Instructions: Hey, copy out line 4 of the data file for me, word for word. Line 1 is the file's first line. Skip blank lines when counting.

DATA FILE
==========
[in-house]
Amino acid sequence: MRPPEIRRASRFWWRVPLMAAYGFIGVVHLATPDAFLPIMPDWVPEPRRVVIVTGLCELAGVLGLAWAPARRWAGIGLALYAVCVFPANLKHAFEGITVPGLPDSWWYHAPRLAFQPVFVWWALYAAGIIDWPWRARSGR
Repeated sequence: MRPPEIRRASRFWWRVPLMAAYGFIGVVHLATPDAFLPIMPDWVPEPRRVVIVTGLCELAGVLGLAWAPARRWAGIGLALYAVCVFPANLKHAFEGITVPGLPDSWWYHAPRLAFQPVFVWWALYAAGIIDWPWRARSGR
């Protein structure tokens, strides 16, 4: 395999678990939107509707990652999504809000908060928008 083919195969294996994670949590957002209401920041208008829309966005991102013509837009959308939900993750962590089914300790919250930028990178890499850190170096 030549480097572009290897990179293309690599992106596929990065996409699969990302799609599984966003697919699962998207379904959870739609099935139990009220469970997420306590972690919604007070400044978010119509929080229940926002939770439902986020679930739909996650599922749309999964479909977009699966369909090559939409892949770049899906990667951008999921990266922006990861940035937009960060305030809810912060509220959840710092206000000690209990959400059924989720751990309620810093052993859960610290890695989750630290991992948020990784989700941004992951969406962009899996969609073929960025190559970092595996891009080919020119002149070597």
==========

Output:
């Protein structure tokens, strides 16, 4: 395999678990939107509707990652999504809000908060928008 083919195969294996994670949590957002209401920041208008829309966005991102013509837009959308939900993750962590089914300790919250930028990178890499850190170096 030549480097572009290897990179293309690599992106596929990065996409699969990302799609599984966003697919699962998207379904959870739609099935139990009220469970997420306590972690919604007070400044978010119509929080229940926002939770439902986020679930739909996650599922749309999964479909977009699966369909090559939409892949770049899906990667951008999921990266922006990861940035937009960060305030809810912060509220959840710092206000000690209990959400059924989720751990309620810093052993859960610290890695989750630290991992948020990784989700941004992951969406962009899996969609073929960025190559970092595996891009080919020119002149070597």